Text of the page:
Gives the option buyer the right to buy an underlying security or index at a specified price on or before a given date.

Cap:

The maximum interest rate that will be credited to the annuity for the year or period, or the maximum growth upon which interest will be calculated. The Cap usually refers to the maximum interest credited after applying the participation rate or yield spread. Example: If the equity index had an increase of 12%, and you had an annual cap of 8%, then the interest credited to your account would be 8%, which was your cap.

Cash Surrender Value:

The minimum amount the annuity owner receives if the contract is surrendered.

Certificate of Deposit (CD):
A bank investment derivative product without a minimum guaranteed interest rate, tax-deferral, or lifetime income options.

Compound Interest:
Interest is earned on both the original principal and on previous interest. If you are only looking at a few periods, there is not much difference between the effects of simple and compound interest. However, the effects of compound interest become proportionately greater with each passing period.

Contract Fee:
A flat dollar amount charged either once or annually.

Crediting Methods:
The formula used to determine the excess interest that is credited above the minimum interest guarantee.

Credit Risk:

An investor’s risk of loss arising from a borrower who does not make payments as promised. Such an event is called a default. Another term for credit risk is default risk. To simplify this, make sure that the companies that you are investing in or purchasing from are able to pay their bills; otherwise the company may go out of business. Credit risk may ultimately cause you loss of principal and interest.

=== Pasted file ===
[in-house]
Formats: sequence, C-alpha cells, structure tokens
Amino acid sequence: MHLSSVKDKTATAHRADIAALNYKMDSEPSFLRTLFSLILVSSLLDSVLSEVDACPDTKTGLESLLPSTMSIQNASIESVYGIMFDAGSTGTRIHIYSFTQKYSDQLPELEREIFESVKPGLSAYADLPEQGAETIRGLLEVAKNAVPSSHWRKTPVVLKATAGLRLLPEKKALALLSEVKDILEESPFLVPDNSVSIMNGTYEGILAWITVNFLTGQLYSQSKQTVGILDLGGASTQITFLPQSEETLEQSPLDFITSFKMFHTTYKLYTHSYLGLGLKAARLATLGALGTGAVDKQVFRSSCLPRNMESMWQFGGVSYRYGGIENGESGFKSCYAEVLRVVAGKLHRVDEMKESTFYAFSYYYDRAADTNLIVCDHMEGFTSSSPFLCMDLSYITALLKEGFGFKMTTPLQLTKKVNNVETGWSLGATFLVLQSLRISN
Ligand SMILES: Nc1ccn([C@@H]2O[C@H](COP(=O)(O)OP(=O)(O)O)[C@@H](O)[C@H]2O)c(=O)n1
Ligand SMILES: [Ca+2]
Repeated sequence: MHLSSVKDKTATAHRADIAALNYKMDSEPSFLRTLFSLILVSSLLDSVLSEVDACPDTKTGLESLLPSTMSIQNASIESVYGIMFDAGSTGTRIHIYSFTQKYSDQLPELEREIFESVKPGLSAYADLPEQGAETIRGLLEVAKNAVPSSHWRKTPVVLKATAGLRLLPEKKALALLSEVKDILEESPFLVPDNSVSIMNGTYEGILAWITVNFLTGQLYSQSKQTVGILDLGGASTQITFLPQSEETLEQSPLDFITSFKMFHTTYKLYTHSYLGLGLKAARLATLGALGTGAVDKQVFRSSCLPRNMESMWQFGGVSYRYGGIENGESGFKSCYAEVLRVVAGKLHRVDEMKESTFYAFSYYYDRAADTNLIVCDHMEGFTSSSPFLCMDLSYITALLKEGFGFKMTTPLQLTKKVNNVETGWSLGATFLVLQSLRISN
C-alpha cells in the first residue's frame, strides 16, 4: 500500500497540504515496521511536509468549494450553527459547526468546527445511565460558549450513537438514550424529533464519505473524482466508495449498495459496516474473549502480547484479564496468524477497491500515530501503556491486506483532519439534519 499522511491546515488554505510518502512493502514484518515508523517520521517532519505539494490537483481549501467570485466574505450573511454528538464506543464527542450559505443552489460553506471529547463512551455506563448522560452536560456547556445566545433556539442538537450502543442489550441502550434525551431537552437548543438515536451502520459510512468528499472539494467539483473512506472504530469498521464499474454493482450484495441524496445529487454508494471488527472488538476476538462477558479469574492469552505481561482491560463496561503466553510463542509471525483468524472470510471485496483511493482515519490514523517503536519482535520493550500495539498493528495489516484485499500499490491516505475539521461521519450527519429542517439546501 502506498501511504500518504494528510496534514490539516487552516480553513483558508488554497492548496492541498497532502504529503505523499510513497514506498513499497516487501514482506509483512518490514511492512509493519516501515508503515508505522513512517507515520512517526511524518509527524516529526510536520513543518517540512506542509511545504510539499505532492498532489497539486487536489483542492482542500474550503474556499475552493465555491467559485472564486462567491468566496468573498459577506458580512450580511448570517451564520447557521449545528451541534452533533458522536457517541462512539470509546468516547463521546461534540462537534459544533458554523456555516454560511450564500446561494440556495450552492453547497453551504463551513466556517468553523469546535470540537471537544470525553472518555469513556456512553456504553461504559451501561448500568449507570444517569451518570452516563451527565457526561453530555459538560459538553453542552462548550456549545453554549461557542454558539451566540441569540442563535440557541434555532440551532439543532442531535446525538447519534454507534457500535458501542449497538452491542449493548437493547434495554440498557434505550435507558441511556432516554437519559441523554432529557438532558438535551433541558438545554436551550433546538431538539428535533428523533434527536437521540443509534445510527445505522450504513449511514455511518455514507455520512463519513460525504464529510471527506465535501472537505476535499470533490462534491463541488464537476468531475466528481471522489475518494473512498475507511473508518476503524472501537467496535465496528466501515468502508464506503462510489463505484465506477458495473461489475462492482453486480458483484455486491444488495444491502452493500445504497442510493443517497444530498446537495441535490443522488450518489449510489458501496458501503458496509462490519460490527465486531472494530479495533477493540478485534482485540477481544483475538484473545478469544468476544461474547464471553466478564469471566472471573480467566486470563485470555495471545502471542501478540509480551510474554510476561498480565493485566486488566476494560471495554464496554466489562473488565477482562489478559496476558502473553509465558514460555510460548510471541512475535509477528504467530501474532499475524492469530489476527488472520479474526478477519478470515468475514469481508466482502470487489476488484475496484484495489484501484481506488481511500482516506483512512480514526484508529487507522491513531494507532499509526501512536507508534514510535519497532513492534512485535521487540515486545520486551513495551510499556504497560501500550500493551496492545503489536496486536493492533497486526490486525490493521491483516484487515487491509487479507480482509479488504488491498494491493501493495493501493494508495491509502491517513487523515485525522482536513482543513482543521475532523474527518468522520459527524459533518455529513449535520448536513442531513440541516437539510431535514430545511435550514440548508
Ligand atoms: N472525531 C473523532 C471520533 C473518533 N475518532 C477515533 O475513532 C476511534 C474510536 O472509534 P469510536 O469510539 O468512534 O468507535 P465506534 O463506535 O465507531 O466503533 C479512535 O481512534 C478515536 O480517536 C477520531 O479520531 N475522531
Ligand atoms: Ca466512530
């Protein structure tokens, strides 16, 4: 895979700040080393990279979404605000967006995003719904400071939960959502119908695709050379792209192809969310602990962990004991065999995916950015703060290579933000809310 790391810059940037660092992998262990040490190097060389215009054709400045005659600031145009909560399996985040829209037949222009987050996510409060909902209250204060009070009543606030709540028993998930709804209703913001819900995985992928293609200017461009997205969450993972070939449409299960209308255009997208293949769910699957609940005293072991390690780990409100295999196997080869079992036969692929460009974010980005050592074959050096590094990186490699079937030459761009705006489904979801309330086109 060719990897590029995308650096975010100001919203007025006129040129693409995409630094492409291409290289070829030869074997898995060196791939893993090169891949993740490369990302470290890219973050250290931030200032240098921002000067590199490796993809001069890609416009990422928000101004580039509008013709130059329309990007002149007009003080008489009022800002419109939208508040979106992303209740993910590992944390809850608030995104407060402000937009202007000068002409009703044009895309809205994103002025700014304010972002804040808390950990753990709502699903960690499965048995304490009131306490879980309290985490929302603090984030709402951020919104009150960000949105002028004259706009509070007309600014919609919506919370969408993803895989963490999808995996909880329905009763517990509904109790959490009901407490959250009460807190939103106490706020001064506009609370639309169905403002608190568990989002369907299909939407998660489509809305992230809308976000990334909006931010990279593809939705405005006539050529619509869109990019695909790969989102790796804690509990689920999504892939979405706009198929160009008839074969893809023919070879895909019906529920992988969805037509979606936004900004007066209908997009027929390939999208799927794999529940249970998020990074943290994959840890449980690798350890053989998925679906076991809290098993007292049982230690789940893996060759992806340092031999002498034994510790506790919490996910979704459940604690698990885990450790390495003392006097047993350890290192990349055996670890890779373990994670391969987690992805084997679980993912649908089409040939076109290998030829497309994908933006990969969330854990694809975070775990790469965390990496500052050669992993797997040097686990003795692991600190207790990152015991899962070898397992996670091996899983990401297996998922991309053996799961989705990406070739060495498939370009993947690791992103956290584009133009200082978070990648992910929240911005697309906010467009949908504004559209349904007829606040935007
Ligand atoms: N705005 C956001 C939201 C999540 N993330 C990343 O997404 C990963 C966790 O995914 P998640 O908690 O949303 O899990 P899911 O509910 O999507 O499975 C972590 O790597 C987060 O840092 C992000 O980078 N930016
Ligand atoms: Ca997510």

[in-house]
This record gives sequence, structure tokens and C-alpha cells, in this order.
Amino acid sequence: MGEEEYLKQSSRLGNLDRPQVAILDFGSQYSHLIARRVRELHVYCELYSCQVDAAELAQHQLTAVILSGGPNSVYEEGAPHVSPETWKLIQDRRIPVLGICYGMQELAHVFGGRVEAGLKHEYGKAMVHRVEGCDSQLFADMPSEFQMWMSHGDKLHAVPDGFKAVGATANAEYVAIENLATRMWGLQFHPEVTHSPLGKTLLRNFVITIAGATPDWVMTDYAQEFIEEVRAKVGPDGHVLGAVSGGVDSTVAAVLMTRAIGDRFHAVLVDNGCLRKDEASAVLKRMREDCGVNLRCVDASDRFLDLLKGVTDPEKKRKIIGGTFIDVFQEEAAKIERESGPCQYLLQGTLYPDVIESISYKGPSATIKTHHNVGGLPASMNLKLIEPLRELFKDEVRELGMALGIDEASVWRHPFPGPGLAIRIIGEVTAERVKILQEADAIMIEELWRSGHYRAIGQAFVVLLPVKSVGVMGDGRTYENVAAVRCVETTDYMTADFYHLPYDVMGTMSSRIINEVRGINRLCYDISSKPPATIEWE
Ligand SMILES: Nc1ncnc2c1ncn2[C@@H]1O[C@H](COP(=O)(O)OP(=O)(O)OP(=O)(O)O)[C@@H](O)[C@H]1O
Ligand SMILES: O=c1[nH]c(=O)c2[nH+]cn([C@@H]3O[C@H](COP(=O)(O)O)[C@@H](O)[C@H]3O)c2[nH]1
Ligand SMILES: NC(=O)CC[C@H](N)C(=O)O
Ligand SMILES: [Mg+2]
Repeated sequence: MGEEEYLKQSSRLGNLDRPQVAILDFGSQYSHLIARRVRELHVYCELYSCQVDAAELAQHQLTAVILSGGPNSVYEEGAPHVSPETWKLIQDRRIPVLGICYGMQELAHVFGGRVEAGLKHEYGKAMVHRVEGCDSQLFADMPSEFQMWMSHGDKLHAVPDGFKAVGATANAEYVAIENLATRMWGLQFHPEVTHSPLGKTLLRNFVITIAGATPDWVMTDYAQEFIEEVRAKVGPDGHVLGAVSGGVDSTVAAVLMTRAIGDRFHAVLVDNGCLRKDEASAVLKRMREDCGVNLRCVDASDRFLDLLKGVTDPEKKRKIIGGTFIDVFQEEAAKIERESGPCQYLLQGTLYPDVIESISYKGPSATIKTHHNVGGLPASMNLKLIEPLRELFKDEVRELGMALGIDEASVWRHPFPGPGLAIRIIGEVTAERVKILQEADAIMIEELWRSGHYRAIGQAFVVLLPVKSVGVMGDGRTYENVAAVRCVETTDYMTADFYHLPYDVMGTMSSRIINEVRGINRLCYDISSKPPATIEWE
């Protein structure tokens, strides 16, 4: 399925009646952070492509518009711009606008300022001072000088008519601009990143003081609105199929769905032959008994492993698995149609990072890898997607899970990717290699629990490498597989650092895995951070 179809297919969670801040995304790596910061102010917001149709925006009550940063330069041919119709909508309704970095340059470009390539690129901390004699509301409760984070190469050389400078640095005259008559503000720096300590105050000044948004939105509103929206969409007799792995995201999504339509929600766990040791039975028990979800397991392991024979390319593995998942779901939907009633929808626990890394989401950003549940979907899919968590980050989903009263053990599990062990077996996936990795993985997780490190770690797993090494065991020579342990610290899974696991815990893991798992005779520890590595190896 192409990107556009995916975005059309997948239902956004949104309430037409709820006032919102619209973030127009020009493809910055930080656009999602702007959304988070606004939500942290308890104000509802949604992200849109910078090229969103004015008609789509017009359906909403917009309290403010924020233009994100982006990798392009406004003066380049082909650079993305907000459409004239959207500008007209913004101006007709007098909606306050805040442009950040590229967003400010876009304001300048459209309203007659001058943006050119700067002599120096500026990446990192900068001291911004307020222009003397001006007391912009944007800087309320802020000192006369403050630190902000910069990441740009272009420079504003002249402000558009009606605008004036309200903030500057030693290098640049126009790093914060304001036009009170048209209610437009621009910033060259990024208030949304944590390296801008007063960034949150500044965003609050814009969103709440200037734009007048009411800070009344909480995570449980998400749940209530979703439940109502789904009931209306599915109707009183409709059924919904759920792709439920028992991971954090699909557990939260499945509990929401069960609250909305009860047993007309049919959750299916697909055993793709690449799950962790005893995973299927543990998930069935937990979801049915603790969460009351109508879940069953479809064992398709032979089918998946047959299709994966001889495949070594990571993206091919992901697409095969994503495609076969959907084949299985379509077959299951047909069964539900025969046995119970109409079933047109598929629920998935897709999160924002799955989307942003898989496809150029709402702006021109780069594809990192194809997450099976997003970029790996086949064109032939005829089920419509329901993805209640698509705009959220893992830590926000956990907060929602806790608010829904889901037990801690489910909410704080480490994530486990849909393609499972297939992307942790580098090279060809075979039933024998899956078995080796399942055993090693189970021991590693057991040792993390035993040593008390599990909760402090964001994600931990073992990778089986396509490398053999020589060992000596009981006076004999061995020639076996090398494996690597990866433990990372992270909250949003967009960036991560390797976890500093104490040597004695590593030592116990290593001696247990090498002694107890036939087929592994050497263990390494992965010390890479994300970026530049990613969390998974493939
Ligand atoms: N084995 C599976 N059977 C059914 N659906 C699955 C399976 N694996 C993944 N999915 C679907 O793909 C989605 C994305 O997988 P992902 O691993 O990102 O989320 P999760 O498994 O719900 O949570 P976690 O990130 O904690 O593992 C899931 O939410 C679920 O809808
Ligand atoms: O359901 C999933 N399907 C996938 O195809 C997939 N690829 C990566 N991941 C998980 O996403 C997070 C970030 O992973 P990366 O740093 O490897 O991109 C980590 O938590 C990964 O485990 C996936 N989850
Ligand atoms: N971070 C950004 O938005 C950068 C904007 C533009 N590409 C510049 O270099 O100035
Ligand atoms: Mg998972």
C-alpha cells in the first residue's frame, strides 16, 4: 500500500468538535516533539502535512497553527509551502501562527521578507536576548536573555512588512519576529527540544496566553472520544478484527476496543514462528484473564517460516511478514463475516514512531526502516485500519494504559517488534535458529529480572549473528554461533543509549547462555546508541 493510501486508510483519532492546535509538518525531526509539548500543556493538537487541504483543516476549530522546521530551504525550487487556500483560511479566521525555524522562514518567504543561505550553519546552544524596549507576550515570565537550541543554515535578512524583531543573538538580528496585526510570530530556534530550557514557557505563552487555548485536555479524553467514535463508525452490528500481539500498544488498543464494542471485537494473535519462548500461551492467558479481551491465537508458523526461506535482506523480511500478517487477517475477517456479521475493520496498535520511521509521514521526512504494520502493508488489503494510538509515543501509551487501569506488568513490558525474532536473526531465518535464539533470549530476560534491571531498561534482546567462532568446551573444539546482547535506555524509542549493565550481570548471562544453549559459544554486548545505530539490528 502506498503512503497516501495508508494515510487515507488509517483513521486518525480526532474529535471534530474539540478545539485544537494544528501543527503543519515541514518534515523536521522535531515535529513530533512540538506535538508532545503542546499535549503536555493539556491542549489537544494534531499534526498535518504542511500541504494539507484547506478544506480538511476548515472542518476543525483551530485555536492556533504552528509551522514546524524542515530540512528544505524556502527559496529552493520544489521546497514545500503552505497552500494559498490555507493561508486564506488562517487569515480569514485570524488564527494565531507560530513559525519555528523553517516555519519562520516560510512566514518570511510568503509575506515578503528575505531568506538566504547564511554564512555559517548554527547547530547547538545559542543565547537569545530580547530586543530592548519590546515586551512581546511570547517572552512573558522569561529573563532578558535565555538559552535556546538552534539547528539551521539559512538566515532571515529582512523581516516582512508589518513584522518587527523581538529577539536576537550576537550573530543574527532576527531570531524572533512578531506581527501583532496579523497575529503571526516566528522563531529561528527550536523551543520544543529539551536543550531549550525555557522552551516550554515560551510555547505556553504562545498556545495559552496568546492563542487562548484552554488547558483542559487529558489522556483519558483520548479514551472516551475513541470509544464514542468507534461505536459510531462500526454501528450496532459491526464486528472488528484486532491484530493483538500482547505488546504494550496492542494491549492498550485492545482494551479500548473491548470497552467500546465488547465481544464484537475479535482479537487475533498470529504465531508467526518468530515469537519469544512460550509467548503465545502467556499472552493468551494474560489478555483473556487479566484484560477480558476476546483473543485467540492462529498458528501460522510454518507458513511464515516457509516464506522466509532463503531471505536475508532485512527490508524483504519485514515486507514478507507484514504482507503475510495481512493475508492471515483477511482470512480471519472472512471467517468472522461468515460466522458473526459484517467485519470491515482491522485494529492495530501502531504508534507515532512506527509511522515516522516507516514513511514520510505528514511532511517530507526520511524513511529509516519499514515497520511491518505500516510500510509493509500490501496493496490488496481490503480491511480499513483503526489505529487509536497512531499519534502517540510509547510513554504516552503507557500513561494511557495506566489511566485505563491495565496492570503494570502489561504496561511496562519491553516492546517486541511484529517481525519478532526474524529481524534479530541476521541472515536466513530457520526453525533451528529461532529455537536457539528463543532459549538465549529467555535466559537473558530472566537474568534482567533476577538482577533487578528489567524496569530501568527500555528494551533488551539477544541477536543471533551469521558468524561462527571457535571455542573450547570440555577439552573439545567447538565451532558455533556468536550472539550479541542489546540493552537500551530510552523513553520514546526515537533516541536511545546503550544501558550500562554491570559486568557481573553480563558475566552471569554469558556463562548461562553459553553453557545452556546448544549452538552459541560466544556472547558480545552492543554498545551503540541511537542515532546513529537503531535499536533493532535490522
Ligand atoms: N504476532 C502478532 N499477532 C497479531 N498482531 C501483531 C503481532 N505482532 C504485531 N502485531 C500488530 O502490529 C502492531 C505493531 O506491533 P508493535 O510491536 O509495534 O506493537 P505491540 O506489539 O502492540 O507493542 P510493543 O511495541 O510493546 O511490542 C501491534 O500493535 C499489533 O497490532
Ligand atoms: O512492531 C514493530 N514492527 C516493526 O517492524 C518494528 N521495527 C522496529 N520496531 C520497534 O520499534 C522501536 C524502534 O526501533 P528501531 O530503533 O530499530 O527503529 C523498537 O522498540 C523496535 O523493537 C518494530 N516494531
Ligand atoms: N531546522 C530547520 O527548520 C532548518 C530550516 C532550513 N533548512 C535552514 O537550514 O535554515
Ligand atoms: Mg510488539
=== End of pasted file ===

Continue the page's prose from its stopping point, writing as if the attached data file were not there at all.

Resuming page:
Current Interest Rate:
The current rate is the rate the company decides to credit to your contract at a particular time.  The company will guarantee it will not change for some time period. The initial rate is an interest rate the insurance company may credit for a set period of time after you first buy your annuity. The initial rate in some contracts may be higher than it will be later. This is often called a bonus rate.

Death Benefit:
In some annuity contracts, the company may pay a death benefit to your beneficiary if you die before the income payments start. The most common death benefit is the contract value or the premiums paid, whichever is greater.

Deferred Annuity:

An annuity whereby at least a year will elapse between when the premium or premiums are paid and the annuity is annuitized with a stream of income produced.

Defined Liquidity:
Unlike stocks or bonds, index annuities have defined liquidity. Regardless of how the market performs, you usually know exactly what your surrender value is at any time.

Index Universal Life:
Shares the coverage and premium flexibility of other universal life policies, but the crediting of interest is linked to an equity index.

European-Style Option:
May only be exercised on its expiration date. An American-style option may be exercised at any time before it expires.

Excess Interest:
Interest credited to the annuity contract above the minimum guaranteed interest rate. In an index annuity the excess interest is determined by applying a stated crediting method to a specific index.